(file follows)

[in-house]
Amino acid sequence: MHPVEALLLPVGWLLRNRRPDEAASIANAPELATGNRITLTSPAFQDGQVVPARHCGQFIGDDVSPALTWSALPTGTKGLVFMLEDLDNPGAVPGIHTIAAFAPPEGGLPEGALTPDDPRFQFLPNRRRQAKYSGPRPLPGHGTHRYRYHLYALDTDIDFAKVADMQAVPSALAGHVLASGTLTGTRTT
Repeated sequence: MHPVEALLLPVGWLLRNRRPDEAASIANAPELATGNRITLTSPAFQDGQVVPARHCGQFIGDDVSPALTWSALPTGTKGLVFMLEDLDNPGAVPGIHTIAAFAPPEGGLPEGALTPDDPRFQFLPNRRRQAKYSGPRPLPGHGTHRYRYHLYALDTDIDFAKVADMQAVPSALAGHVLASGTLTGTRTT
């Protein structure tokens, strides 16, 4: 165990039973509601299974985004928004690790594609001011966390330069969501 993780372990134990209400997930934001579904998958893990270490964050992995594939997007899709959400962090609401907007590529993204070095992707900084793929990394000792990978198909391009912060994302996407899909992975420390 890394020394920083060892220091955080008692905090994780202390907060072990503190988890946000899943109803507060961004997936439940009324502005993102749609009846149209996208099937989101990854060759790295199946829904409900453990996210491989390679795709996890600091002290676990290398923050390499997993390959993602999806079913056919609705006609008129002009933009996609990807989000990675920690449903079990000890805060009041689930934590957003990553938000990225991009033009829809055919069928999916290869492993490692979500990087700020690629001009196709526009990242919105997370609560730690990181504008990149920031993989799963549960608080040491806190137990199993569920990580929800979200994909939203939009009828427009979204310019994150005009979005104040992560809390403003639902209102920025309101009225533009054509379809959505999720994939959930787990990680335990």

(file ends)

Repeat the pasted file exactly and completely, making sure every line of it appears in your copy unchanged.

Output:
[in-house]
Amino acid sequence: MHPVEALLLPVGWLLRNRRPDEAASIANAPELATGNRITLTSPAFQDGQVVPARHCGQFIGDDVSPALTWSALPTGTKGLVFMLEDLDNPGAVPGIHTIAAFAPPEGGLPEGALTPDDPRFQFLPNRRRQAKYSGPRPLPGHGTHRYRYHLYALDTDIDFAKVADMQAVPSALAGHVLASGTLTGTRTT
Repeated sequence: MHPVEALLLPVGWLLRNRRPDEAASIANAPELATGNRITLTSPAFQDGQVVPARHCGQFIGDDVSPALTWSALPTGTKGLVFMLEDLDNPGAVPGIHTIAAFAPPEGGLPEGALTPDDPRFQFLPNRRRQAKYSGPRPLPGHGTHRYRYHLYALDTDIDFAKVADMQAVPSALAGHVLASGTLTGTRTT
């Protein structure tokens, strides 16, 4: 165990039973509601299974985004928004690790594609001011966390330069969501 993780372990134990209400997930934001579904998958893990270490964050992995594939997007899709959400962090609401907007590529993204070095992707900084793929990394000792990978198909391009912060994302996407899909992975420390 890394020394920083060892220091955080008692905090994780202390907060072990503190988890946000899943109803507060961004997936439940009324502005993102749609009846149209996208099937989101990854060759790295199946829904409900453990996210491989390679795709996890600091002290676990290398923050390499997993390959993602999806079913056919609705006609008129002009933009996609990807989000990675920690449903079990000890805060009041689930934590957003990553938000990225991009033009829809055919069928999916290869492993490692979500990087700020690629001009196709526009990242919105997370609560730690990181504008990149920031993989799963549960608080040491806190137990199993569920990580929800979200994909939203939009009828427009979204310019994150005009979005104040992560809390403003639902209102920025309101009225533009054509379809959505999720994939959930787990990680335990």